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To think DD isn't hard to get dressed?

(70 Posts)
StarsAndMoonsBlanket Mon 13-Nov-17 16:17:34

DD is 2.4, has a developmental delay of around 6 months, speech delay, eye and hearing problems and a chest problem.

She's also got a few sensory issues, she doesn't like hand dryers or hoovers. Or wind. She also hates certain materials when getting dressed.

DH hasn't dressed DD since her sensory issues started because he says it's too hard to find something she will wear, but he needs to start doing it as my hours have changed at work and after Christmas he will need to get her up, dressed and to Nursery before heading to work himself on 2 days a week.

I've told him the rules are simple for clothes:
1. Cotton Tshirts over a vest but the T-shirt has to have a pattern or design on it. If it's got Peppa Pig, Paw Patrol or In The Night Garden on she'll happily wear it with no issues, if it's got a cat or a bird on she'll wear it if she's in the mood. Anything else depends on her mood, but I try and make sure something she will wear is washed.

2. She loves tights, particularly at this time of year. But only wool tights, she won't wear lycra. Get her in tights she'll wear anything over it whether that be a skirt, dress or shorts. But they have to be cotton or soft material, she hates denim.

3. If wearing trousers has to be cotton leggings or joggers. She won't wear jeans, cords, or anything denim, as said above she hates it.

DH says he can't do it, and he wants me to make DD wear what we tell her to after he tried to dress her this morning in front of me, and she ended up screaming and running into the doorframe and now has a bruise. We do have a drawer with things she won't currently wear in it in case she changes her mind but DH thinks we should just make her wear what we want her to wear.

I think DH can do, the rules aren't hard, he just needs to listen, and if all else fails the Nursery staff are brilliant at getting her to co-operate so he can always drive her there in her pyjamas (she won't freeze in the car surely?)

So AIBU to think it's not hard to get her dressed if you follow her rules? Or do I need to be finding a different solution this?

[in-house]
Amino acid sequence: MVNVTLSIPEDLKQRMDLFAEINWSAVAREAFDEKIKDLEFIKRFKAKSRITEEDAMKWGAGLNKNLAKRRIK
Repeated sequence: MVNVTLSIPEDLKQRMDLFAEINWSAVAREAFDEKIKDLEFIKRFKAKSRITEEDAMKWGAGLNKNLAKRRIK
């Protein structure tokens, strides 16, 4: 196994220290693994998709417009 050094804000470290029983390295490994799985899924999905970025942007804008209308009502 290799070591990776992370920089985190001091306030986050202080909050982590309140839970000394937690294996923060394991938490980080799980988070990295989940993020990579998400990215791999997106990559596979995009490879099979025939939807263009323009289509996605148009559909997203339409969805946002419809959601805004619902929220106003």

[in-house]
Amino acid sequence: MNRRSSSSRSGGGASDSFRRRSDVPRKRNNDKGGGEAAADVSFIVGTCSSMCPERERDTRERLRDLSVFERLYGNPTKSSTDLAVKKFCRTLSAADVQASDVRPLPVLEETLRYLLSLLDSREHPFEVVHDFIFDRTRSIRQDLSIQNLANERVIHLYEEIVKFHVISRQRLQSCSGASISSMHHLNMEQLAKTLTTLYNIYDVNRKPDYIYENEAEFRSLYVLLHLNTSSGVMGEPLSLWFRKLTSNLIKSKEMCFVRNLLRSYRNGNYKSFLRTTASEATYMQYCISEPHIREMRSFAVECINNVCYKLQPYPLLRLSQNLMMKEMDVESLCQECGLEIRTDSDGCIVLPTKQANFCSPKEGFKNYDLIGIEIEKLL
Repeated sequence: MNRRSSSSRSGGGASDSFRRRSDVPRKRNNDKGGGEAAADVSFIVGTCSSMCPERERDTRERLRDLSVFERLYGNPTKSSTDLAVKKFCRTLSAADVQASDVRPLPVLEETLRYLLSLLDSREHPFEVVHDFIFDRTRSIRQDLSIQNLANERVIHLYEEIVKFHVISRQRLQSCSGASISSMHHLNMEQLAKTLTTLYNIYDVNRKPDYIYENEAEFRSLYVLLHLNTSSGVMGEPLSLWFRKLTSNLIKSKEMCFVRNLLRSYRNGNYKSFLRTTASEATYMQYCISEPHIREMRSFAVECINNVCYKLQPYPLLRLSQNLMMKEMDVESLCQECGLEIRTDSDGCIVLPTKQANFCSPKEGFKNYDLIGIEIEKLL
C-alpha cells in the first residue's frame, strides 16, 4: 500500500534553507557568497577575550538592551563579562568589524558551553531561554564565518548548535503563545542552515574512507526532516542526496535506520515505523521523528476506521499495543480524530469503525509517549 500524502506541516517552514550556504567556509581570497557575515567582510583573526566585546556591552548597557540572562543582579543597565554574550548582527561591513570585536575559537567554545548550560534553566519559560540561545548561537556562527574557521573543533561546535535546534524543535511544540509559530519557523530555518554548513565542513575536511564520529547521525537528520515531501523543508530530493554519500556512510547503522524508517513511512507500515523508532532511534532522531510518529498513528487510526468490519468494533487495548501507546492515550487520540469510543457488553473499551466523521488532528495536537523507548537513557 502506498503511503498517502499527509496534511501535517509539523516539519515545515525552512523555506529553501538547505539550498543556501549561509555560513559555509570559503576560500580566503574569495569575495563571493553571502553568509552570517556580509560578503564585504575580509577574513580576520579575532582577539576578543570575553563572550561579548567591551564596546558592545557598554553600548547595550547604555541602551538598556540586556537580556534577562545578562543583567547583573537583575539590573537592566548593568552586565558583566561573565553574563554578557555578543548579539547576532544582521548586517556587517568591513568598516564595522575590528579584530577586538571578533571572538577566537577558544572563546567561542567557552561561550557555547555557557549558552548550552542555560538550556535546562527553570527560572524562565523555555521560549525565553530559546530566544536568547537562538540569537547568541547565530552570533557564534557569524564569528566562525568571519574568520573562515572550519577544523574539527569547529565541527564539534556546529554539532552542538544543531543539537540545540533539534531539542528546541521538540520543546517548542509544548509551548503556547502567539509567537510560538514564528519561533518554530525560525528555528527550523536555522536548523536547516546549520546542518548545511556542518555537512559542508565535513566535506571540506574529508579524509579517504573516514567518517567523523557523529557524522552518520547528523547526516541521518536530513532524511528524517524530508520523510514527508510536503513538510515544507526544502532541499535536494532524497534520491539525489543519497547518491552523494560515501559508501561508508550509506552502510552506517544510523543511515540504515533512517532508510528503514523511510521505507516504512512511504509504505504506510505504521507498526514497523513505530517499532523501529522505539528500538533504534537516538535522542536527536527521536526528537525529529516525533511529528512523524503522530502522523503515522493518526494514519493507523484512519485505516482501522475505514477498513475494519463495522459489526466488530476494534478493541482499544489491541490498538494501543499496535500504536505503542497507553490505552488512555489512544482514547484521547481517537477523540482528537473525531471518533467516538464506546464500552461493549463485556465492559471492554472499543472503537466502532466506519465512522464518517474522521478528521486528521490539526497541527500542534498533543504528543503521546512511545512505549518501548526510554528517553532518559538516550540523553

I suffer with anxiety so worry about standing up to DH

Wolfiefan Mon 13-Nov-17 16:19:49

Why don't you just leave out a set of clothes you know she WILL wear?
That list is really rather long!

strawberrypenguin Mon 13-Nov-17 16:20:30

Doesn’t sound that hard to me! Maybe get rid of the clothes she won’t wear though so the only options are ones she will.

Also does he start off expecting a fight as she’ll pick up on that and it will make everything harder.

Ecureuil Mon 13-Nov-17 16:21:27

TBH I’d just leave an outfit out the evening before.

MrsJayy Mon 13-Nov-17 16:21:46

He is trying to be authorative (sp) and he isbasically saying she is spoiled. Let her wear what she is happiest in i have an adult Dd with a developmental delay clothes were such an issue

Barbiesears Mon 13-Nov-17 16:21:52

It does sound like it would be easier to preselect her clothes but at the same time your dh should really be able to learn enough to dress his own child.

Ilovelampandchair Mon 13-Nov-17 16:22:35

Why do you have jeans and the wrong tights in her drawers at all? Just remove stuff she won't wear and cut out all the complicated explanations.

MrsJayy Mon 13-Nov-17 16:23:08

Yes just leave out her clothes you are up on the rules

PinkHeart5914 Mon 13-Nov-17 16:23:09

Presumably you’ve only brought her clothes in the materials etc she can wear so I don’t see how it can be too hard for him to dress her.

No she won’t freeze in the car if your dh is not capable of dressing his own child

If he gets the clothes out the night Before it will be even easier!

Sirzy Mon 13-Nov-17 16:23:13

Well of course it is complicated but that doesn’t mean he doesn’t need to help make things easier for her.

I do agree with you just leaving out an outfit you know she will wear. Much easier surely?

Marcine Mon 13-Nov-17 16:23:25

Sounds simple. He's an adult, he doesn't need the OP to set out clothes for him!